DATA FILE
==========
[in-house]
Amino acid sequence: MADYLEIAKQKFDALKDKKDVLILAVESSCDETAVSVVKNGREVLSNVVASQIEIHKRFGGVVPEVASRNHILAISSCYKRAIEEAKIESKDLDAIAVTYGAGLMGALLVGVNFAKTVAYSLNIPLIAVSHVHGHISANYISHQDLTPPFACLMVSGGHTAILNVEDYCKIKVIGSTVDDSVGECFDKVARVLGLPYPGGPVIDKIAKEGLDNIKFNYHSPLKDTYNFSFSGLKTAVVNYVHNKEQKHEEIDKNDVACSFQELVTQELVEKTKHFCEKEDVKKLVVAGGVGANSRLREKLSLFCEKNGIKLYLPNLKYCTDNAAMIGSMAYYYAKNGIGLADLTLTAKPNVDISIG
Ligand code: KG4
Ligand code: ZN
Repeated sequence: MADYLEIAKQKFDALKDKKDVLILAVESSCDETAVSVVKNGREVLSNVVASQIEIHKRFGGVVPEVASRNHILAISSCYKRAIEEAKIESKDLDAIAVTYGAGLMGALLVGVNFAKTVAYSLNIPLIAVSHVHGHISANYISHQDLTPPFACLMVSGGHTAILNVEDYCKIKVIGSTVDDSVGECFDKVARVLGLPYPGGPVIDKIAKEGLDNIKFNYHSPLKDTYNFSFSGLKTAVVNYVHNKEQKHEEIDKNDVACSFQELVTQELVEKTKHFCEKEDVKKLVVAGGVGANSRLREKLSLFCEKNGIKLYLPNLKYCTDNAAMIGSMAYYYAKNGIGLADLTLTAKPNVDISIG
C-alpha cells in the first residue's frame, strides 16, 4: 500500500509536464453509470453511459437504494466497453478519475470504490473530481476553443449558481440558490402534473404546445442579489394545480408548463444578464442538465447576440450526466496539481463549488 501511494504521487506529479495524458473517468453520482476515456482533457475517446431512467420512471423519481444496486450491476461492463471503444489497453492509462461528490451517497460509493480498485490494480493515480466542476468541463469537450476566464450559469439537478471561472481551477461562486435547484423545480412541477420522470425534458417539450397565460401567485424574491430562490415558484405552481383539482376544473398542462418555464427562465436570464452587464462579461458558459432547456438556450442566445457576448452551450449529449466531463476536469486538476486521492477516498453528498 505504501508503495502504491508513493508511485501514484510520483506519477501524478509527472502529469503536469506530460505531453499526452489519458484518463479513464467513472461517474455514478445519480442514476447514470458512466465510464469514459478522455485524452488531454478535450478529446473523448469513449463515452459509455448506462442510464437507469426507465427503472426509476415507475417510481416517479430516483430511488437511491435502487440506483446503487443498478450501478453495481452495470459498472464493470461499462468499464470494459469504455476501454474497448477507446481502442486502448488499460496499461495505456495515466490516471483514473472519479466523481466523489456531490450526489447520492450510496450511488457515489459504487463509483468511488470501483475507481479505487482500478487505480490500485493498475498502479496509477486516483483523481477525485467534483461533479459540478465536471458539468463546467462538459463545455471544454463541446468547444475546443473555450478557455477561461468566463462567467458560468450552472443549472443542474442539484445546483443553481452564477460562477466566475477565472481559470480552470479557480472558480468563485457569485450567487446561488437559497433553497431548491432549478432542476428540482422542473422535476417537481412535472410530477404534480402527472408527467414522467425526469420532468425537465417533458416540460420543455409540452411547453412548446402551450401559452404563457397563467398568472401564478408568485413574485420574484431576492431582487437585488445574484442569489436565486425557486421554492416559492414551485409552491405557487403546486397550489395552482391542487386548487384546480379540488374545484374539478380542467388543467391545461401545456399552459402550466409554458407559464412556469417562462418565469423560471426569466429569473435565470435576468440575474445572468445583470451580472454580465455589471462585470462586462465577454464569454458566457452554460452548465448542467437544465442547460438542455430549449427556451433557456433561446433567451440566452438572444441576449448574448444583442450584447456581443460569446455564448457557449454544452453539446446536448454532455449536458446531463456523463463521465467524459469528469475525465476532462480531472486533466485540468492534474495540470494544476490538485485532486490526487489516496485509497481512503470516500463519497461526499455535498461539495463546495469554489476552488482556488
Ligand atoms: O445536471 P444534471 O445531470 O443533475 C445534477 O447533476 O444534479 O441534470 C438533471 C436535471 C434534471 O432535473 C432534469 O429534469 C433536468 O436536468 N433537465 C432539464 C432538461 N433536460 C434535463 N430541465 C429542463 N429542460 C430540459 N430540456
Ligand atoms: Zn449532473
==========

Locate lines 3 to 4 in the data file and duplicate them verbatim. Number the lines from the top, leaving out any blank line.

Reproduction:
Ligand code: KG4
Ligand code: ZN